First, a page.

I dare say that if ever we are to follow in the footsteps of Franklin who deprived lightning of its terror, or of Eedfield who taught the mariner how to avoid the dangers of the storm-center, we must adhere closely to nature: when once we know the details of her methods, then we may hope to learn how to make or to prevent the weather. To this particular study of the formation of rain, John Aitken, of Scotland, Carl Barus, of Brown University, and C. T. E. Wilson, of Cambridge, England, have especially contributed by their laboratory experiments. It is a question on which meteorological observers and laboratory physicists must labor together.
In India the prediction of great droughts has long been held to be one of the most important questions that can be attacked by the weather bureau of that country, and eminent men have worked upon it for twenty years past. The progress of their studies has gradually led us to see that the moist air of the southwest monsoon from which the rain falls has come from an unexpectedly great distance, namely, from the southern Indian Ocean. As you see on this globe before you, during the Asiatic winter season we have northeast trade winds here, and southeast trade winds there, south of the equator; but in the Asiatic summer season the heated air of the great continent of Europe, Asia and Africa, produces such an immense disturbance that over a large portion of the Indian Ocean the southeast trade wind disappears, or rather is turned about and flows northward over the equator to the region of the northeast trade, which is also turned about, and both combine to feed the great southwest monsoon of Asia. Knowing the origin of this moist monsoon, we shall be able to determine the probability of droughts or rains in India when we know whether the supply of air is sufficient and whether it will flow over the right region, or whether it will be deflected away from India. But to settle this question is at present very difficult.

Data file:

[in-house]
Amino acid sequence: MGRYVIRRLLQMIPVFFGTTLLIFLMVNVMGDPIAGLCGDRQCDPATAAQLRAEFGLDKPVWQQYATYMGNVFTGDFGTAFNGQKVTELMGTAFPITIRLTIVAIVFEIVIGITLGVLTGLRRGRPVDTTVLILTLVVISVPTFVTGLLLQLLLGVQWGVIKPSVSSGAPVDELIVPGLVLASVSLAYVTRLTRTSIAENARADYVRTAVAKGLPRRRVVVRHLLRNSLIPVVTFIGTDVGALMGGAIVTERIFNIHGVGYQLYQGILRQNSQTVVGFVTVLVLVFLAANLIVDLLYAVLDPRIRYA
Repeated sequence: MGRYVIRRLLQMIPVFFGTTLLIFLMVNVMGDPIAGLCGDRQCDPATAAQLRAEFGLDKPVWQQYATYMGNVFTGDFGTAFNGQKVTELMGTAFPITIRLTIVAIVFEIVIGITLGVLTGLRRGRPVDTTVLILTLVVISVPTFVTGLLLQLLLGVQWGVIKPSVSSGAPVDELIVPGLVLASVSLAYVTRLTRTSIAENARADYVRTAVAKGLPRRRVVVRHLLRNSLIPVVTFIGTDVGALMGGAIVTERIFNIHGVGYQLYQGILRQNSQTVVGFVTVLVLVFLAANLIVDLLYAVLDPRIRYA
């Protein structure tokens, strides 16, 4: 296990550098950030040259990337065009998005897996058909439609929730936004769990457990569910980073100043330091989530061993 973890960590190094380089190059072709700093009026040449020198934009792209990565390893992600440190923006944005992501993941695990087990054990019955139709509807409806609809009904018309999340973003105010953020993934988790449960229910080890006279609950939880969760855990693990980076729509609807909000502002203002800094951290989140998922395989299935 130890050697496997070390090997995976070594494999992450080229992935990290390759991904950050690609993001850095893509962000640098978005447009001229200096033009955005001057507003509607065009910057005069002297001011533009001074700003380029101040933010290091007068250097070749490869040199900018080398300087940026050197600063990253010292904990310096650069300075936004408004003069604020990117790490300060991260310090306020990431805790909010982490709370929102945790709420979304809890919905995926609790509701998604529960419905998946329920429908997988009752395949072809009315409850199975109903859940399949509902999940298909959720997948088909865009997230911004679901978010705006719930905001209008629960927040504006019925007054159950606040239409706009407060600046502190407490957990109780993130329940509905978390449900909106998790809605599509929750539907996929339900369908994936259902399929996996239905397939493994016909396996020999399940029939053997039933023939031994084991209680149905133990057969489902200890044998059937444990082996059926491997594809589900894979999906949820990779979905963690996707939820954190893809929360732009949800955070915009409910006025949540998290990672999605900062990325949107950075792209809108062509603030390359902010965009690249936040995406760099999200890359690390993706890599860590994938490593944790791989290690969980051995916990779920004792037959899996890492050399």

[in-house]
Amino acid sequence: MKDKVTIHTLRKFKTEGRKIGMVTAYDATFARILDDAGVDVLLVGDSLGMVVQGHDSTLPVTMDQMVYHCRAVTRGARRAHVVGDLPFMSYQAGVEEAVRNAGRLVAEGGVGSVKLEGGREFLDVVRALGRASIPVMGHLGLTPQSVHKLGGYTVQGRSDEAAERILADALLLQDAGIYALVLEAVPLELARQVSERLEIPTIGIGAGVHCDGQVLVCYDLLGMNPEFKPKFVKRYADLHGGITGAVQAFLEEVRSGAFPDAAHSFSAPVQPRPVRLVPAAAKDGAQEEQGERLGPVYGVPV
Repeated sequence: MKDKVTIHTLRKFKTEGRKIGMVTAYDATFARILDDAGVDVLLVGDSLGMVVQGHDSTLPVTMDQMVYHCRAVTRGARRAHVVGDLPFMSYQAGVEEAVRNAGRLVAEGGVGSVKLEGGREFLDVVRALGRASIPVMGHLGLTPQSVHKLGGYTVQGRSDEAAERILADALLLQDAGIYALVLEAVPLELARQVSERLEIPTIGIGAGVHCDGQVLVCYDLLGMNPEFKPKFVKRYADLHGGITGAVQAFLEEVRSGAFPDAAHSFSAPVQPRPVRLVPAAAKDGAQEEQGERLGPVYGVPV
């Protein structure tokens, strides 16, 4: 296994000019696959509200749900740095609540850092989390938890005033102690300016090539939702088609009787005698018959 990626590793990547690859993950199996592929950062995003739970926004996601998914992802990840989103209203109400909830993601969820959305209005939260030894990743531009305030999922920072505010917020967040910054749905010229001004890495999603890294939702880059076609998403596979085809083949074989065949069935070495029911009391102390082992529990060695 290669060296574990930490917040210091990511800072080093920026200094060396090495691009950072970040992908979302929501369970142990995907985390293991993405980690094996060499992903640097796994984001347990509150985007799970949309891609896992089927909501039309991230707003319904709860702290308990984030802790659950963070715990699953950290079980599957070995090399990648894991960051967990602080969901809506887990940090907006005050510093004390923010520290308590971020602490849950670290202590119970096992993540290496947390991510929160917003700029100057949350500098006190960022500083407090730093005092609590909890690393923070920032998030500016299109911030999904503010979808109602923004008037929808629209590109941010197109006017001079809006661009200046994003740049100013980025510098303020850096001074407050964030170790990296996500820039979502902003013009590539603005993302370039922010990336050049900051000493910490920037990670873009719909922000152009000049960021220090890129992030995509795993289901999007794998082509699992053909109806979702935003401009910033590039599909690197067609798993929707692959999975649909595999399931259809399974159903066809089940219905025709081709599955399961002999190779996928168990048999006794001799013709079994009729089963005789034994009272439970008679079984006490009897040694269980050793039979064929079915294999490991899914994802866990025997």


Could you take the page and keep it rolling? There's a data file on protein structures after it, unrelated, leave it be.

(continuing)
The flow of any current of air is determined largely by the pressure of other air on each side of it, and it is quite possible that the flow of the southwest monsoon, at any place and time, may be affected by something that occurred long before in a very distant part of the globe. At first it was thought that the condition of the snow lying on the ground in the Himalaya Mountains would determine the movement of the monsoon and the amount of rain in the lowlands, but, as I have elsewhere stated, the supply of air to the southern Indian Ocean must ultimately come from the great westerly winds of the roaring forties, and therefore the Asiatic circulation must be affected by the condition of affairs in south Africa and the south Pacific and even the south Atlantic oceans.
On November 14, 1896, simultaneous balloon ascensions were made from St. Petersburg and Munich and from intermediate cities, in the midst of an area of high pressure that was moving slowly eastward over Europe. My study of these observations in the light of my maps of high-level isobars for the northern hemisphere gave occasion for the following long range forecast which was made early in December, and, of course, long before we received any reports from India, "As a result it is quite possible that this area may have brought to upper India light snow followed by cold dry weather about the first of December, 1896."